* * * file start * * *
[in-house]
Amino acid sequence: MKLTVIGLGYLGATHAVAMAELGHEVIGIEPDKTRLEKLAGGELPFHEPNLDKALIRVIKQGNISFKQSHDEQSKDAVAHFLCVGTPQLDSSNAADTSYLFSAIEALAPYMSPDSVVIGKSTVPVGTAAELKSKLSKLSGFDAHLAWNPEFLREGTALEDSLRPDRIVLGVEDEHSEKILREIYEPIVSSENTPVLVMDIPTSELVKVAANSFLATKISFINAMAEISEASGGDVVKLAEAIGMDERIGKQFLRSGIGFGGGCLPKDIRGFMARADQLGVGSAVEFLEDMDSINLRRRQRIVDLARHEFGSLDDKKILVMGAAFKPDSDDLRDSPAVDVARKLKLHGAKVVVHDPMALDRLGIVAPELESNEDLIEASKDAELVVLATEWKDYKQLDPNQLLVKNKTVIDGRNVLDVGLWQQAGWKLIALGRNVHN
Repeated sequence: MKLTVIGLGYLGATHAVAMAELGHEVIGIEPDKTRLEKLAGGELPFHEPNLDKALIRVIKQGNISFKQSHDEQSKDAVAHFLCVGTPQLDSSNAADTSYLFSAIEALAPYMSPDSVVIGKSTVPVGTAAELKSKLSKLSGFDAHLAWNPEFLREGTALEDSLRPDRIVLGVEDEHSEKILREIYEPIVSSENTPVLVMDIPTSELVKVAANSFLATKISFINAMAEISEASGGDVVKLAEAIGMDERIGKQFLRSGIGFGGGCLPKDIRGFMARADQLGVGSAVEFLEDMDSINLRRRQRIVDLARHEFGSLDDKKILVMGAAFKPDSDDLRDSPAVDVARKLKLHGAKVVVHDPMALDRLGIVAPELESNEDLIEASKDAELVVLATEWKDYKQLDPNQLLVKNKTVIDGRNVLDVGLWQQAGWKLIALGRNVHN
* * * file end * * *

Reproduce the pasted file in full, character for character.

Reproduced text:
[in-house]
Amino acid sequence: MKLTVIGLGYLGATHAVAMAELGHEVIGIEPDKTRLEKLAGGELPFHEPNLDKALIRVIKQGNISFKQSHDEQSKDAVAHFLCVGTPQLDSSNAADTSYLFSAIEALAPYMSPDSVVIGKSTVPVGTAAELKSKLSKLSGFDAHLAWNPEFLREGTALEDSLRPDRIVLGVEDEHSEKILREIYEPIVSSENTPVLVMDIPTSELVKVAANSFLATKISFINAMAEISEASGGDVVKLAEAIGMDERIGKQFLRSGIGFGGGCLPKDIRGFMARADQLGVGSAVEFLEDMDSINLRRRQRIVDLARHEFGSLDDKKILVMGAAFKPDSDDLRDSPAVDVARKLKLHGAKVVVHDPMALDRLGIVAPELESNEDLIEASKDAELVVLATEWKDYKQLDPNQLLVKNKTVIDGRNVLDVGLWQQAGWKLIALGRNVHN
Repeated sequence: MKLTVIGLGYLGATHAVAMAELGHEVIGIEPDKTRLEKLAGGELPFHEPNLDKALIRVIKQGNISFKQSHDEQSKDAVAHFLCVGTPQLDSSNAADTSYLFSAIEALAPYMSPDSVVIGKSTVPVGTAAELKSKLSKLSGFDAHLAWNPEFLREGTALEDSLRPDRIVLGVEDEHSEKILREIYEPIVSSENTPVLVMDIPTSELVKVAANSFLATKISFINAMAEISEASGGDVVKLAEAIGMDERIGKQFLRSGIGFGGGCLPKDIRGFMARADQLGVGSAVEFLEDMDSINLRRRQRIVDLARHEFGSLDDKKILVMGAAFKPDSDDLRDSPAVDVARKLKLHGAKVVVHDPMALDRLGIVAPELESNEDLIEASKDAELVVLATEWKDYKQLDPNQLLVKNKTVIDGRNVLDVGLWQQAGWKLIALGRNVHN